Up@dawn 2.0

Monday, September 26, 2016

Hobbes


Hobbes’s state of nature suggests that people act toward self-preservation, causing life to be “nasty, brutish, and short”. Hobbes also denies free will. While, humans do make mistakes, I do not believe that our state of nature definitely makes us incapable of doing acts of good for others. There are people that may act selfishly, but there are also people that act for the good of others. Interesting thought though, do some people do good for others, to make themselves feel better, not for the better of the other person?... It is difficult to even say if there is a state of nature. What would we do in a place without government? We don’t live in a place or time that forces us to be in that situation. But there are some films and shows that seem to explore that idea. For example, The Walking Dead. There is no more government, and we follow characters that argue to help other surviving groups at the risk of their own safety. It is interesting to explore these ideas, but we are not in a time that we must seriously consider Hobbes’s philosophy. I also do not like Hobbes’s social contract. I find it depressing and limiting to the individual. I think many would accept a superiority over his peers, until someone controls you. Living in a place reflecting Hobbes’s and even Machiavelli’s philosophy would be bleak. They focus too much on the bad possibilities of actions people can do. Although Hobbes’s system would negate selfish actions, it restricts freedom. Hobbes could say it is foolish to lose security over freedom, but I think many people would like to hope that we would help others despite the risk it puts us in.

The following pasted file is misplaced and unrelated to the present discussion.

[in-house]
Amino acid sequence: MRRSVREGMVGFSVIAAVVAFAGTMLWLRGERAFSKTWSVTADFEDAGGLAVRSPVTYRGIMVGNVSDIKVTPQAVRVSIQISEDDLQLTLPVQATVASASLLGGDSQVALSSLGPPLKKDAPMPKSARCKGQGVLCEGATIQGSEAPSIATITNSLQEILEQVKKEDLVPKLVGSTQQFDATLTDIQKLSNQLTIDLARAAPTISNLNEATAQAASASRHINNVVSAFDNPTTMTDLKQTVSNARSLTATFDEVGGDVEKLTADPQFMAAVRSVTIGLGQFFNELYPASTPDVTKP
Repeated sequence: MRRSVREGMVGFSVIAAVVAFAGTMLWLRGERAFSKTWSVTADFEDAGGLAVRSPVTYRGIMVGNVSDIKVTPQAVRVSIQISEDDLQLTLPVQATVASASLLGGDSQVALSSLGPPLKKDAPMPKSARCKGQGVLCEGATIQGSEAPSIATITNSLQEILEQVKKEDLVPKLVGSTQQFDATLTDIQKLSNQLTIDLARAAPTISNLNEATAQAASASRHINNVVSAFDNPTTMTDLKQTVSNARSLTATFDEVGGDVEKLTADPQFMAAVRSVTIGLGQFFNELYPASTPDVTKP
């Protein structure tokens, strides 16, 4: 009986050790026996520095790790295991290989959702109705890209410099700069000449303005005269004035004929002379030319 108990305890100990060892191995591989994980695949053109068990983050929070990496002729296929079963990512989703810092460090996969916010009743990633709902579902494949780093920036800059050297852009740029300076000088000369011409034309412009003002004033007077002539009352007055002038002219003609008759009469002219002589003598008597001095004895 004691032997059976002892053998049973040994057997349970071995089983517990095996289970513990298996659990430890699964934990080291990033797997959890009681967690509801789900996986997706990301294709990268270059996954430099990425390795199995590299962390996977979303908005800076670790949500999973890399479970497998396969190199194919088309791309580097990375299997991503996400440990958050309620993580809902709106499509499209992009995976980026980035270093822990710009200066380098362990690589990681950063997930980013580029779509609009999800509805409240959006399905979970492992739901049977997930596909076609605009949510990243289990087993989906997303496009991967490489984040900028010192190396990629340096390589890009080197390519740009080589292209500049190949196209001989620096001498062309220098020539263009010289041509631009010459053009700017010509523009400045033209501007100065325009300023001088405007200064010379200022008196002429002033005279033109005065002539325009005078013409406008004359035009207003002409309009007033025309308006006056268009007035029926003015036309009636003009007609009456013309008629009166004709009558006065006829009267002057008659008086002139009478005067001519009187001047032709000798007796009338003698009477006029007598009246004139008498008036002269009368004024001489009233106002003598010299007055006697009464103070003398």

1 comment:

  1. In response to the first question you pose, there are some people that do good purely for the sake of others. Some people take pain and burden onto their shoulders just to lift others higher.

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